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I've historical data about different types of interventions my nurses work on. Think about it this way: if a customer has diabetes and the nurse decides to intervene, then the nurse achieves a return $x on her effort with probability px. Aggregate data (at intervention type level) looks like:

interve_type  average_success average_return_on_success_cases tot_volume
A             0.23            $2000                           3000
B             0.07            $10000                          500
C             0.65            $700                            2500

If I set the total number of intervention (volume) I can do in a given time frame how do I find the optimal order of interventions? Is this as easy as deriving the expected return per intervention type and sorting on that?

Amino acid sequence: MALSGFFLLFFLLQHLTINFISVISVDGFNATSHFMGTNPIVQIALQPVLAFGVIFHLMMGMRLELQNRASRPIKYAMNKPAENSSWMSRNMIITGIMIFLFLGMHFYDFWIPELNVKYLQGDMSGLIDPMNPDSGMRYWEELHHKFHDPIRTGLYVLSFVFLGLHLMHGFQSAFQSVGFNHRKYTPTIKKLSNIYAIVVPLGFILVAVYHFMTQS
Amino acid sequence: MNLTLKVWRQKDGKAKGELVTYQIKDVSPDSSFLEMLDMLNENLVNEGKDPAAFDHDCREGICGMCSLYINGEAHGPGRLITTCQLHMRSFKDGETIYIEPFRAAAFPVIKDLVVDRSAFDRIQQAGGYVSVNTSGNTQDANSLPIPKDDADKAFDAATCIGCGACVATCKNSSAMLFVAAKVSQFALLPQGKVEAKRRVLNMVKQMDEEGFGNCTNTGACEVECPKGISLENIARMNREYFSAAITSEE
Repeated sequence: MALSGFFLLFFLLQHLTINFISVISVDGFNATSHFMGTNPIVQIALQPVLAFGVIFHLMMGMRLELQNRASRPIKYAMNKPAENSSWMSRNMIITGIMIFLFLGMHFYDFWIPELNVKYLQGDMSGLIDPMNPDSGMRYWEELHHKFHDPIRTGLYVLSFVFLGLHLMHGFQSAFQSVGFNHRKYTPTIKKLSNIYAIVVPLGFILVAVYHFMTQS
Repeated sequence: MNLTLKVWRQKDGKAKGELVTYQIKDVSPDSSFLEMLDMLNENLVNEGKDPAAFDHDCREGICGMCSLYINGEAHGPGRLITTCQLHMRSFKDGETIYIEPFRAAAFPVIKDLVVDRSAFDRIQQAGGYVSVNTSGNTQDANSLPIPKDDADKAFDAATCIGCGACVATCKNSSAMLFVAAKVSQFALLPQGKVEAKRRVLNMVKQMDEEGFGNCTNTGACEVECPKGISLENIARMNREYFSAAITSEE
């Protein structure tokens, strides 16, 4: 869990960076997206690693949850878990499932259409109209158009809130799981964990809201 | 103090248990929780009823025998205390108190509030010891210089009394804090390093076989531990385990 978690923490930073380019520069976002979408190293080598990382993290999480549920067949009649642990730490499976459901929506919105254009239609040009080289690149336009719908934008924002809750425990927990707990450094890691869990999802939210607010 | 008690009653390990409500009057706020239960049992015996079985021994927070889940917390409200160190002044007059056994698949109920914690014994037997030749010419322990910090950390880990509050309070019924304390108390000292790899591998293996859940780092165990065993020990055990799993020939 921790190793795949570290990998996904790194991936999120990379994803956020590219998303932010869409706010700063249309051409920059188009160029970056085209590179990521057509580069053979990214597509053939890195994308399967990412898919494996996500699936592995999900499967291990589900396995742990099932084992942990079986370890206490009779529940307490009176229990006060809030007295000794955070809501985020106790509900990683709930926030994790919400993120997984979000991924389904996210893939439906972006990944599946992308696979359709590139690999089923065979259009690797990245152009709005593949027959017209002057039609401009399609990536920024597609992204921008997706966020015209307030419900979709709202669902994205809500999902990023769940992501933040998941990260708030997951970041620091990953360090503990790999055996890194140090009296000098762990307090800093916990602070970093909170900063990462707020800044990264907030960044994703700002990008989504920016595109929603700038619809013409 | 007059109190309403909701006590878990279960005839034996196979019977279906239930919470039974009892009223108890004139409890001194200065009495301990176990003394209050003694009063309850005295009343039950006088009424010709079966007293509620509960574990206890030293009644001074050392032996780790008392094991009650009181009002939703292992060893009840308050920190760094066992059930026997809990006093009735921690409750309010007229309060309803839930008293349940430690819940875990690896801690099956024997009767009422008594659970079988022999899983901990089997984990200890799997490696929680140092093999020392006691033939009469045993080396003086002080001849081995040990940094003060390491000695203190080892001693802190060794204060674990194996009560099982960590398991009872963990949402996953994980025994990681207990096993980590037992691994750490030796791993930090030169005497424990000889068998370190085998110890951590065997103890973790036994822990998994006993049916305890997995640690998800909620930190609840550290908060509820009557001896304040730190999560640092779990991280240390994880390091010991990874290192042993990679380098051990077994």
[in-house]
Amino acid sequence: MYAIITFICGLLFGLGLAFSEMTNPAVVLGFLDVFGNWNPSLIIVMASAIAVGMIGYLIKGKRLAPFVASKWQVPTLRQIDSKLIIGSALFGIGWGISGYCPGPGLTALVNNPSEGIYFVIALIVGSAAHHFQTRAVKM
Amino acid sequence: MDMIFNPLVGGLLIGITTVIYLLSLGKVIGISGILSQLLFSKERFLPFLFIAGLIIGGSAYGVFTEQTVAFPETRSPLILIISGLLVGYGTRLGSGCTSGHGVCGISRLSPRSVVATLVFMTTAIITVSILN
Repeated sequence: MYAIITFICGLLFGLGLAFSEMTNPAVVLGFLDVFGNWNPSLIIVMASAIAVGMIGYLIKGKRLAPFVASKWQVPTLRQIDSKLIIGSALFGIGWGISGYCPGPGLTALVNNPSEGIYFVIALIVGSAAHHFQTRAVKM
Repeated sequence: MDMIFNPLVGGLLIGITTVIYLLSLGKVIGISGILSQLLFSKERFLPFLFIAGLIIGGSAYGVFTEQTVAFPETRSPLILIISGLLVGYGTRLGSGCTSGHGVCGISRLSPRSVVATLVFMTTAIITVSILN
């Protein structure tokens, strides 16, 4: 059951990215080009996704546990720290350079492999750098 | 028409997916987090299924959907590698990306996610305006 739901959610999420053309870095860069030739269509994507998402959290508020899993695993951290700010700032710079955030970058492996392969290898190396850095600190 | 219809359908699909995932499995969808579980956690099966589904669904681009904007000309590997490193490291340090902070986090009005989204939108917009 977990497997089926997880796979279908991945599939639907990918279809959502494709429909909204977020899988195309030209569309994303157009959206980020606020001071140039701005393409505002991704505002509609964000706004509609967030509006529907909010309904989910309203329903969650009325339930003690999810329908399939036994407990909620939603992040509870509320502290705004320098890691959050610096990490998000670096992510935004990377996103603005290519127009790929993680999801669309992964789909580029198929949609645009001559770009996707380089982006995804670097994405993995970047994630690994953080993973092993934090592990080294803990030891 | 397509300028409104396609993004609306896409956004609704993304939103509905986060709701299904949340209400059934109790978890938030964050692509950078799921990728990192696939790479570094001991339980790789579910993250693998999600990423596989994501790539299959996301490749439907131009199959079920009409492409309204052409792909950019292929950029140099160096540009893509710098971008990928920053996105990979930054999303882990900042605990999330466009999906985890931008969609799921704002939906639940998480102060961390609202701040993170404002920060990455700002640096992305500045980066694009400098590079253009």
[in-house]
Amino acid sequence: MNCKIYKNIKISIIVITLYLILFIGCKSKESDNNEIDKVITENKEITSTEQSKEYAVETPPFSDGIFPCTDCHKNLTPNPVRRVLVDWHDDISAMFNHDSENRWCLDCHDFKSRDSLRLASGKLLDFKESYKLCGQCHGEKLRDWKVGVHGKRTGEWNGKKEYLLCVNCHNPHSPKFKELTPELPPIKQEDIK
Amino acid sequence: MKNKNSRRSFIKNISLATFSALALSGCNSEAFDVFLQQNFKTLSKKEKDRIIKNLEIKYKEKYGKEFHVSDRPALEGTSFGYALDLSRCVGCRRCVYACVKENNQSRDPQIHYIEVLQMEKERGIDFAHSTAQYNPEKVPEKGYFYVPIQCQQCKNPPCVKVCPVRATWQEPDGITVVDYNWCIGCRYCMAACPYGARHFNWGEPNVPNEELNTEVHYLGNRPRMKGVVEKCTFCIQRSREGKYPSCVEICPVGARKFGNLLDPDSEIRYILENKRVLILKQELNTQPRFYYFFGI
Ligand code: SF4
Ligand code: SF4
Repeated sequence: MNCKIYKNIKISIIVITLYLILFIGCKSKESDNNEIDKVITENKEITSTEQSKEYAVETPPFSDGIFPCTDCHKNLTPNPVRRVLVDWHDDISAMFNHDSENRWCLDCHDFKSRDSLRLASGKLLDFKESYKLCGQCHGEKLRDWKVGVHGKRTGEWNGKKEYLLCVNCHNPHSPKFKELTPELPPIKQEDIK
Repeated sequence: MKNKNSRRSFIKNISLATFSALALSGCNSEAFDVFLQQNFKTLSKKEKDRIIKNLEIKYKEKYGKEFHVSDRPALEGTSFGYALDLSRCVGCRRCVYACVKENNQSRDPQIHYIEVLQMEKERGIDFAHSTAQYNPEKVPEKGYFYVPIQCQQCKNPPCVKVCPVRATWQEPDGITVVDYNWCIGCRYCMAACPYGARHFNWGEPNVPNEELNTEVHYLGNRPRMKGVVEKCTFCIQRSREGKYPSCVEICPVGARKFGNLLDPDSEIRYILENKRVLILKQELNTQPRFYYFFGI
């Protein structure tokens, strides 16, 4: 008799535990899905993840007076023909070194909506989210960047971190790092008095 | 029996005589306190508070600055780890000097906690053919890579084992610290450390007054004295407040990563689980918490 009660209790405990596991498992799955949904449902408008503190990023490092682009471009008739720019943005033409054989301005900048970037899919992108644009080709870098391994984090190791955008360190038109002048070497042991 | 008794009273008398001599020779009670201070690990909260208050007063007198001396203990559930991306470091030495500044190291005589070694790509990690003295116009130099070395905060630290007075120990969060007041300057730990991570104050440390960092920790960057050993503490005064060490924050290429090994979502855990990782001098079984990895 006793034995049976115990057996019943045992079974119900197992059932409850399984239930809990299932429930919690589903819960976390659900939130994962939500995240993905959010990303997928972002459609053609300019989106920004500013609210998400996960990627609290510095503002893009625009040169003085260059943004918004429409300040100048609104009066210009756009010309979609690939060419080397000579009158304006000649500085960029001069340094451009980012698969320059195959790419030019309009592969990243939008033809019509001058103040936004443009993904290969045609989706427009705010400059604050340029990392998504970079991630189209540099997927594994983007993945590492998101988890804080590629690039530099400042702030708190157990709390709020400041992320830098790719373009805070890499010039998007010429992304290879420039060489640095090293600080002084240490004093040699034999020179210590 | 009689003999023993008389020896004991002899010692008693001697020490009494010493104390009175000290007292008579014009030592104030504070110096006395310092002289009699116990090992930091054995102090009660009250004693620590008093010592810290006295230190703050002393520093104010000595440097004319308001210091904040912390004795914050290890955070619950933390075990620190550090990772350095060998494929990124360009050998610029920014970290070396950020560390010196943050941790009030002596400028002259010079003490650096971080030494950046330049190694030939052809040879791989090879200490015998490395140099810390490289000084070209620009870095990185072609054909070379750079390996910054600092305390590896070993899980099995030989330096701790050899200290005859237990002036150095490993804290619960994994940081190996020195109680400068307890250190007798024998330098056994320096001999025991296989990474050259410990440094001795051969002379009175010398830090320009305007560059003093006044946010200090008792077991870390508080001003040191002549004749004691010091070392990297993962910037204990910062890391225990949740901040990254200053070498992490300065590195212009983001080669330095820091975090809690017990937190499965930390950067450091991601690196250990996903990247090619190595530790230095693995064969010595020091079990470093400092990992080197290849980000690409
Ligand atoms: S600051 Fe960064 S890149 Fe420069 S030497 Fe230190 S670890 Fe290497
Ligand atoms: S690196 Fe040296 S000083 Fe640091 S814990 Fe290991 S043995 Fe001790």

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Assuming each intervention takes the same time (resources), then simply sorting on highest expected return and working your way down will do the trick.

For your data:

  1. $E[A] = 0.23*2000 = 460$
  2. $E[B] = .07 * 10000 = 700$
  3. $E[C] = .65*700 = 455$

So, given that you have a large volume of cases, the financial prioritization would be $B>A>C$.

However, using a purely financial approach can lead to perverse behavior. I'm sure there are other considerations, like keeping the most people alive/good prognosis. Intervention $B$ has a very low success rate, so I presume it means most people leave uncured. If you only have, say, 500 units of nursing time, then you're only going to treat people who come in needing $B$ and turn away all others (since they have negative opportunity cost). The end result will be that $0.07 * 500 = 35$ people will be helped and the rest of the people coming into the facility will either be untreated or not helped, giving your facility a very dismal satisfaction and outcomes rating!

So, word of caution -- medicine is more than just money (or it should be!)

Ok...stepping off soapbox.

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